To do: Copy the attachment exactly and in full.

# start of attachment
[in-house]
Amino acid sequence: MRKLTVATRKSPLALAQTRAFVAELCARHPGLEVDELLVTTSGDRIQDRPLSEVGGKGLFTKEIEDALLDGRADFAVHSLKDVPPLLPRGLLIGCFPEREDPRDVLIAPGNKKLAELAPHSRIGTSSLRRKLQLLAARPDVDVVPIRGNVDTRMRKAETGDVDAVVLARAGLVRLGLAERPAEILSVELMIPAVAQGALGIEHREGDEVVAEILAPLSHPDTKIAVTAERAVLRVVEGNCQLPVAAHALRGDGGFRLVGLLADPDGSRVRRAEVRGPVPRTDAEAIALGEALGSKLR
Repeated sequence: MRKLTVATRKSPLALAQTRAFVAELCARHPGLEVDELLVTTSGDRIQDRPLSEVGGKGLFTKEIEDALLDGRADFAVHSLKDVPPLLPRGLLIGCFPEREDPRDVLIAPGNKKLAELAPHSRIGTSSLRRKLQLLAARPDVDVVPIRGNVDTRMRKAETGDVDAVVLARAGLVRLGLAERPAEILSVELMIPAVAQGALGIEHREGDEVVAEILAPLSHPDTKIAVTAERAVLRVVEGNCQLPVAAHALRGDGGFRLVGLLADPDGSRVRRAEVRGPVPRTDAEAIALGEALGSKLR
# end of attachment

[in-house]
Amino acid sequence: MRKLTVATRKSPLALAQTRAFVAELCARHPGLEVDELLVTTSGDRIQDRPLSEVGGKGLFTKEIEDALLDGRADFAVHSLKDVPPLLPRGLLIGCFPEREDPRDVLIAPGNKKLAELAPHSRIGTSSLRRKLQLLAARPDVDVVPIRGNVDTRMRKAETGDVDAVVLARAGLVRLGLAERPAEILSVELMIPAVAQGALGIEHREGDEVVAEILAPLSHPDTKIAVTAERAVLRVVEGNCQLPVAAHALRGDGGFRLVGLLADPDGSRVRRAEVRGPVPRTDAEAIALGEALGSKLR
Repeated sequence: MRKLTVATRKSPLALAQTRAFVAELCARHPGLEVDELLVTTSGDRIQDRPLSEVGGKGLFTKEIEDALLDGRADFAVHSLKDVPPLLPRGLLIGCFPEREDPRDVLIAPGNKKLAELAPHSRIGTSSLRRKLQLLAARPDVDVVPIRGNVDTRMRKAETGDVDAVVLARAGLVRLGLAERPAEILSVELMIPAVAQGALGIEHREGDEVVAEILAPLSHPDTKIAVTAERAVLRVVEGNCQLPVAAHALRGDGGFRLVGLLADPDGSRVRRAEVRGPVPRTDAEAIALGEALGSKLR